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A machine taper is a system for securing cutting bits and other accessories to a machine tool's spindle.
Machine tool operators must be able to install or remove tool bits quickly and easily. A lathe, for example, has a rotating spindle in its headstock, to which one may want to mount a spur drive or work in a collet. Another example is a drill press, to which an operator may want to mount a bit directly, or using a drill chuck.
The machine taper is a simple, low-cost, highly repeatable, and versatile tool mounting system that uses tool bits (or holders) with gradually tapered shanks, and a matching hollowed-out spindle.
For light loads (such as encountered by a lathe tailstock), tools are simply slipped onto or into the spindle; the pressure of the spindle against the workpiece drives the tapered shank tightly into the tapered hole. The friction across the entire surface area of the interface provides a large amount of torque transmission, so that splines or keys are not required.
For use with heavy loads (such as encountered by a milling machine spindle), there is usually a key to prevent rotation and/or a threaded section, which is engaged by a matching drawbar. The drawbar is then tightened, drawing the shank firmly into the spindle. The draw-bar is important on milling machines as the transverse force component would otherwise cause the tool to wobble out of the taper.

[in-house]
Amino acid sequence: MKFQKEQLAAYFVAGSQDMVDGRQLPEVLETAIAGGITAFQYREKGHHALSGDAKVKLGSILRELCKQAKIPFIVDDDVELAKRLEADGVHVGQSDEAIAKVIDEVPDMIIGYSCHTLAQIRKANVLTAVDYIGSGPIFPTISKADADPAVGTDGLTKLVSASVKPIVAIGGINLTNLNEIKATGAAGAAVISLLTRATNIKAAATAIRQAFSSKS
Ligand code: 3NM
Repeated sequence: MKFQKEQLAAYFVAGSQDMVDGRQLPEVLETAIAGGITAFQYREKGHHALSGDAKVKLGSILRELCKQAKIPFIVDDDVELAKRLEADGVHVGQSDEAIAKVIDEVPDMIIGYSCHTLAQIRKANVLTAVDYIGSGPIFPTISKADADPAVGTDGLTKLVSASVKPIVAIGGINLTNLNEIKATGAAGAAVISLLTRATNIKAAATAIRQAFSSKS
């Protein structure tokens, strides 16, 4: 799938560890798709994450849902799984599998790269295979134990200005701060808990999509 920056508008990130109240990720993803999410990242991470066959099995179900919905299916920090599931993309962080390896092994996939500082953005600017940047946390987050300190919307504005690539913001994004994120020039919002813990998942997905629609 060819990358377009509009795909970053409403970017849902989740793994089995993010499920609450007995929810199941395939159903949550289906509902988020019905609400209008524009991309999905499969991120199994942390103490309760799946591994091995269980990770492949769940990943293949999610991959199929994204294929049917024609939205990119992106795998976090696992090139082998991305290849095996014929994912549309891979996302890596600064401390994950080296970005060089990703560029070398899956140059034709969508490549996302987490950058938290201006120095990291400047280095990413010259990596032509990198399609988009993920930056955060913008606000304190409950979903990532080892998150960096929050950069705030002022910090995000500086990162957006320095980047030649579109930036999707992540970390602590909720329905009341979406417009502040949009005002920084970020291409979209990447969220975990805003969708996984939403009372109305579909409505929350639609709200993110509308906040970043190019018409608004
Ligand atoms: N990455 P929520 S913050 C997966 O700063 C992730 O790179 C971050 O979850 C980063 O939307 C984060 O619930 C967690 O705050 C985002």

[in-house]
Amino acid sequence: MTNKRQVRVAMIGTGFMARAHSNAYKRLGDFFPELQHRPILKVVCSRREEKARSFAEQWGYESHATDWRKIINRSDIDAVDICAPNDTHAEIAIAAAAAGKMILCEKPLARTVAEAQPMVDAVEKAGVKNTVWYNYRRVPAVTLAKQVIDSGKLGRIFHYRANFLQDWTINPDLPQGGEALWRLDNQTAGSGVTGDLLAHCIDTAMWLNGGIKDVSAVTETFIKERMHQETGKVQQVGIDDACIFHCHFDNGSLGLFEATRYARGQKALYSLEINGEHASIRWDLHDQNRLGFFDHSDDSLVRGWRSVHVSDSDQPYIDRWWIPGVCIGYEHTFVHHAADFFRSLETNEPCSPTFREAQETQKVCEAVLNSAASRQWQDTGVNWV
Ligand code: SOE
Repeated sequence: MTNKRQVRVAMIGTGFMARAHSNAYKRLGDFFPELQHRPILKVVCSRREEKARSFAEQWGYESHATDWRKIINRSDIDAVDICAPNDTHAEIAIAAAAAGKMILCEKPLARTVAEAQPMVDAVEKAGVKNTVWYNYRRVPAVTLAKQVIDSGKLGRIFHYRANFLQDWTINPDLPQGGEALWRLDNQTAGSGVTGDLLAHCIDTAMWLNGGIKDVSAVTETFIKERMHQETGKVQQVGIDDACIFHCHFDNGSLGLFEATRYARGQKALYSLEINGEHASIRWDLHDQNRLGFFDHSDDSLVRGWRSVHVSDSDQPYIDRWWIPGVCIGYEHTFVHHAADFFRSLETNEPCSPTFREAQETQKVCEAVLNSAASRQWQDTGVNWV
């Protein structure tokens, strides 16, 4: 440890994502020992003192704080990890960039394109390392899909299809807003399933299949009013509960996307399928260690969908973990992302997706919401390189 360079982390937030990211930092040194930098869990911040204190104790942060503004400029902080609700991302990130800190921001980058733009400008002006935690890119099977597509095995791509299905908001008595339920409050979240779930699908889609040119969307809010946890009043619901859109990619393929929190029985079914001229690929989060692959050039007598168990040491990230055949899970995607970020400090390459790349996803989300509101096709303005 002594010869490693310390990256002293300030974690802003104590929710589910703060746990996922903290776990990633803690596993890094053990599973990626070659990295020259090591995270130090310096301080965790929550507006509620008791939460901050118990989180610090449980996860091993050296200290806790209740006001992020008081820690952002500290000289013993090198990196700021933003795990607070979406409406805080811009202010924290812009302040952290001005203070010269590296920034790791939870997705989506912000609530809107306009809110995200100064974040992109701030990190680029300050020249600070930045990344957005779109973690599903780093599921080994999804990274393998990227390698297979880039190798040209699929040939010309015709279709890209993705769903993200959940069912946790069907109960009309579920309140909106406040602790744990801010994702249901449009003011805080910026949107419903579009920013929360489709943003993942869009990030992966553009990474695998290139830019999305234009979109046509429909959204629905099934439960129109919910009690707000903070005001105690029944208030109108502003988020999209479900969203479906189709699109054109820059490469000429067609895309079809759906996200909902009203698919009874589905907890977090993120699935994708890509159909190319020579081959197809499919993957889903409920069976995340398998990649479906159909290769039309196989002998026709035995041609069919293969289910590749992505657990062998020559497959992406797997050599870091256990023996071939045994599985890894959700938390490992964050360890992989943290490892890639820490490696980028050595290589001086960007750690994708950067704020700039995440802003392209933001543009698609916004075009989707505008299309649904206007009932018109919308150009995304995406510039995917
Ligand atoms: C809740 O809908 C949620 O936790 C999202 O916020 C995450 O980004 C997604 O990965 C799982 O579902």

Tools with a tapered shank are inserted into a matching tapered socket and pushed or twisted into place. They are then retained by friction. In some cases, the friction fit needs to be made stronger, as with the use of a drawbar, essentially a long bolt that holds the tool into the socket with more force than is possible by other means.
Caution needs to be exercised in the usual drilling machine or lathe situation, which provides no drawbar to pull the taper into engagement, if a tool is used requiring a high torque but providing little axial resistance. An example would be the use of a large diameter drill to slightly enlarge an existing hole. In this situation, there may be considerable rotary loading. In contrast, the cutting action will require very little thrust or feed force. Thrust helps to keep the taper seated and provides essential frictional coupling.
The tang is not engineered to withstand twisting forces which are sufficient to cause the taper to slip, and will frequently break off in this situation. This will allow the tool to spin in the female taper, which is likely to damage it. Morse taper reamers are available to alleviate minor damage.
Tapered shanks "stick" in a socket best when both the shank and the socket are clean. Shanks can be wiped clean, but sockets, being deep and inaccessible, are best cleaned with a specialized taper cleaning tool which is inserted, twisted, and removed.